• China's cyber-espionage against U.S. is 'more audacious,' NSA official says amid Huawei flap
    Written by Jeff Stone Dec 11, 2018 | CYBERSCOOP The U.S. government again is concerned about Chinese cyber-operations, a senior National Security Agency official said Tuesday amid ongoing news about possible vulnerabilities in widely used technology. “We have to worry about national security,” Rob Joyce, a senior adviser for cybersecurity strategy at NSA, said Tuesday at a Wall Street Journal event in New York. “We’ve been strong and consistent in saying we have some specific concerns about supply chain risks and ways nations may take advantage of that.” Joyce was referring to heightened international scrutiny around the Chinese technology giant Huawei. Officials in the U.S., U.K., Australia and elsewhere have warned that Huawei’s ties with the Chinese government, combined with widespread adoption of the company’s technology, could result in espionage opportunities for Beijing. “We do have concerns,” Joyce said Tuesday.Read More
  • Data scraping treasure trove found in the wild
    We bring word of yet more data exposure, in the form of “nonsensitive” data scraping to the tune of 66m records across 3 large databases. What is data scraping? It also typically relies on the person being scraped to have provided much of the grabbable data upfront. Scrape all the things Three large databases were found by security researchers, containing a combined tally of 66,147,856 unique records. This related to job search aggregation data, and this included IP, name, email, and potential job locations. Given that the data was (mostly) freely given online in terms of the Linkedin profile information, it’s all about personal choice.Read More
  • phpMyAdmin Releases Critical Software Update — Patch Your Sites Now!
    Developers of phpMyAdmin, one of the most popular and widely used MySQL database management systems, today released an updated version 4.8.4 of its software to patch several important vulnerabilities that could eventually allow remote attackers to take control of the affected web servers. The phpMyAdmin project last Sunday gave an early heads-up about the latest security update through its blog, probably the first time, as an experiment to find if pre-announcements can help website admins, hosting providers and package managers better prepare for the security release. Almost every web hosting service pre-installs phpMyAdmin with their control panels to help webmasters easily manage their databases for websites, including WordPress, Joomla, and many other content management platforms. Besides many bug fixes, there are primarily three critical security vulnerabilities that affect phpMyAdmin versions before release 4.8.4, phpMyAdmin revealed in its latest advisory.Read More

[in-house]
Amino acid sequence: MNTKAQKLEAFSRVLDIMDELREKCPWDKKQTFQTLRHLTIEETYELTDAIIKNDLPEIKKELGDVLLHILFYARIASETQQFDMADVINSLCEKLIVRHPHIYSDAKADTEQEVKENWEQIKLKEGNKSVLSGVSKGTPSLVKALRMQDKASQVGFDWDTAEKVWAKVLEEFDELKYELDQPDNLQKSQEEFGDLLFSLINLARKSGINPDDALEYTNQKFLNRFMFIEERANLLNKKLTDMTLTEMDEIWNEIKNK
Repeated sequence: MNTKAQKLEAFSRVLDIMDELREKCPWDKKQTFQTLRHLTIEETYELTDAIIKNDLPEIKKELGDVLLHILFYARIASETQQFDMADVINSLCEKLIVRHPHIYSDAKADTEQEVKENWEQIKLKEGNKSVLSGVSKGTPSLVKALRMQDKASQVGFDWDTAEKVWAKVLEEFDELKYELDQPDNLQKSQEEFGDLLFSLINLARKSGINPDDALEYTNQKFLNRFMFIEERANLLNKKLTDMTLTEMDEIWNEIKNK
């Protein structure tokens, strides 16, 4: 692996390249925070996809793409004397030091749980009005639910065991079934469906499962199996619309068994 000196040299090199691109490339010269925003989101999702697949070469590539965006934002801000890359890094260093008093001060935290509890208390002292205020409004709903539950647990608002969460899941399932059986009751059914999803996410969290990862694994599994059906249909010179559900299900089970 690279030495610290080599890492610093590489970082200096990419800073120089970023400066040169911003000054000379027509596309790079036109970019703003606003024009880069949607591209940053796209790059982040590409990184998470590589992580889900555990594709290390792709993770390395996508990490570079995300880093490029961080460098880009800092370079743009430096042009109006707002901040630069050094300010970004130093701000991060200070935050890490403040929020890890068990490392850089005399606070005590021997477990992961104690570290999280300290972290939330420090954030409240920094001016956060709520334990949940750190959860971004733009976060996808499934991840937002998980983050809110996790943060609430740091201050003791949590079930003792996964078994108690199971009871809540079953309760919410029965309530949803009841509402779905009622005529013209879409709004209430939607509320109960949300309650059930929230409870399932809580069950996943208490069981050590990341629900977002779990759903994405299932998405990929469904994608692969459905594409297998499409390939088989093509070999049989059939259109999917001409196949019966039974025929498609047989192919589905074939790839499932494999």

• Researchers: Hackers increasingly able to breach cloud services
    Hackers are becoming increasingly able to access and take advantage of vulnerabilities in cloud services, according to a new report published Tuesday. Palo Alto Networks’s threat research team Unit 42 found that 29 percent of vendors it worked with had potential account compromises in their cloud services. And 32 percent of the groups had set up their networks in a way that publicly exposed at least one cloud storage system, according to the research team. Researchers said there is a slowing trend for publicly exposed systems, but they also determined that firms weren’t using best practices like encryption to protect their clouds. The researchers also found that 23 percent of the firms were missing critical patches for their clouds. That means exposed vulnerabilities hadn’t been fixed, potentially allowing hackers to more easily access the service.Read More
  • First threats in a post-phishing world emerge
    According to Gofman, by performing a phishing campaign, the attacker can gain system access to a user's workstation and can control the installed mail client and all related communication. In this way, attackers are able to manipulate all mail hyperlinks shared by the compromised workstations or users, to redirect the recipients to an internal watering hole Web site, bypassing many of the link detection and firewall application control mechanisms. A less common attack technique used by adversaries is to move laterally within the network through a technique called File Share Hooking (FSH), says Gofman. "A network share is typically made accessible to other users by marking any folder or file as shared, or by changing the file system permissions or access rights in the properties of the folder. When a user's workstation is compromised, the attacker gains total control over email communications and can inject malicious code into legitimate office files, he explains. "These malicious files are now shared over a legitimate mail channel, which means that the adversaries use actual email correspondence instead of faking and acting on behalf of the user.Read More